GOTTA HAVE HEART
A 15 year old Italian boy has become the first child patient in the
world to be permanently implanted with an artificial heart.
The boy — who has not been named — underwent a 10 hour
operation last week and at last report is still in intensive care but has
woken up following the surgery and is said to be well and talking.
As he already suffers from a muscle wasting illness called
Duchenne syndrome. he was ineligible to be placed on the heart
transplant waiting list.
The illness causes rapid muscle degeneration and the teenager had
been confined to bed and unable to walk, and was close to death when
surgeons decided to install the artificial heart.
Paediatric cardiac surgeon Dr Antonio Amodeo carried out the
operation with an eight-member strong team at the Bambino Gesu
Children's Hospital in Rome.
Isaac Asimov would probably be horrified at the experiments underway in a robotics
lab in Slovenia. There, a powerful robot has been hitting people over and over again in a
bid to induce anything from mild to unbearable pain — in apparent defiance of the first
law of robotics which states that "a robot may not injure a human being."
However, the robo-battering is all for a good cause, insists Borut Povše, who has
ethical approval for the work from the University of Ljubljana, where he conducted the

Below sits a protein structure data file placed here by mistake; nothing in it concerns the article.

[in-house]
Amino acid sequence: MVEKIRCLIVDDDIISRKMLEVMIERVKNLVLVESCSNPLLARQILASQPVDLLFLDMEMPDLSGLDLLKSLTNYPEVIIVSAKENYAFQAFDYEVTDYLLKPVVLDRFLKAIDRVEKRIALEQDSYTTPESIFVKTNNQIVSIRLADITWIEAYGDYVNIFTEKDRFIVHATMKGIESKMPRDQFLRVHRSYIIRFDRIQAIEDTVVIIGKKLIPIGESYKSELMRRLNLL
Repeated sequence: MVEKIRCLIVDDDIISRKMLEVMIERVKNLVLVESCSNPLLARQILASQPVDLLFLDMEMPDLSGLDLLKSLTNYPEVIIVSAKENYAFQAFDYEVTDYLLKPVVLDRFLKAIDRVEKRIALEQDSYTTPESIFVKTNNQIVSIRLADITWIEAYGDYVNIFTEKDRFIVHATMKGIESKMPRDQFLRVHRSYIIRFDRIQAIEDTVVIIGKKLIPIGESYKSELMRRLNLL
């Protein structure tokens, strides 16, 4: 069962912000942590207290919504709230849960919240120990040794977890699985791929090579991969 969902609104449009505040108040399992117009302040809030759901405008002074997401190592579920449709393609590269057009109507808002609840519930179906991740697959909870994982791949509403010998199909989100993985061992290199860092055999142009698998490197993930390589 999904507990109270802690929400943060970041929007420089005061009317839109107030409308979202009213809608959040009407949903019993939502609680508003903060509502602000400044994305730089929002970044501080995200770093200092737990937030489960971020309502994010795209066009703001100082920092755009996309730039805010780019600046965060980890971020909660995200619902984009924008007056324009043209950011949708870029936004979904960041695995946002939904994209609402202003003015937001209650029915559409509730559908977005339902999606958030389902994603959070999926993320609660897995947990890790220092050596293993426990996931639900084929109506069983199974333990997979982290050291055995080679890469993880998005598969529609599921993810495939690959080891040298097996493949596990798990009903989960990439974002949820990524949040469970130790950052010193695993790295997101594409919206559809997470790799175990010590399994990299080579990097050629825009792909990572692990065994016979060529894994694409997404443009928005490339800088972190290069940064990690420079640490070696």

research. He has persuaded six male colleagues to let a powerful industrial robot
repeatedly strike them on the arm to assess human-robot pain thresholds.
It's not because he’s defying the first law of robotics. It’s to help future robots adhere
to the rule."Even robots designed to Asimov's laws can collide with people. We are trying
to make sure that when they do, the collision is not too powerful," Povše explains."We
are taking the first steps to defining the limits of the speed and acceleration of robots, and
the ideal size and shape of the tools they use, so they can safely interact with humans."
Povše and his colleagues borrowed a small production-line robot (made by Japanese
technology firm Epson) normally used for assembling systems such as coffee vending
machines. They programmed the robot arm to move towards a point in mid-air already
occupied by a volunteer's outstretched forearm, so the robot would push the human out
of the way. Each volunteer was struck 18 times at different impact energies with the robot
arm fitted with one of two tools: one blunt and round, and one sharper.
The volunteers were then asked to judge for each tool type whether the collision was painless or engendered mild,
moderate, horrible, or unbearable pain. Povše — who at least tried the system before his volunteers — said most judged the
pain was in the mild to moderate range.
TAKES THE CAKE
Yes, robots are taking our jobs, but it takes a truly evil mind to
design a robot to put grandmothers out of work. This robot cake
decorator works sort of like a Spirograph; the cake rotates in a circle
while an arm moves back and forth depositing frosting.A separate arm
drops those little silver balls that you always wonder whether or not
you’re really supposed to eat them. It was designed by Katherina Mischer
and Thomas Traxler.
26 SERVO 12.2010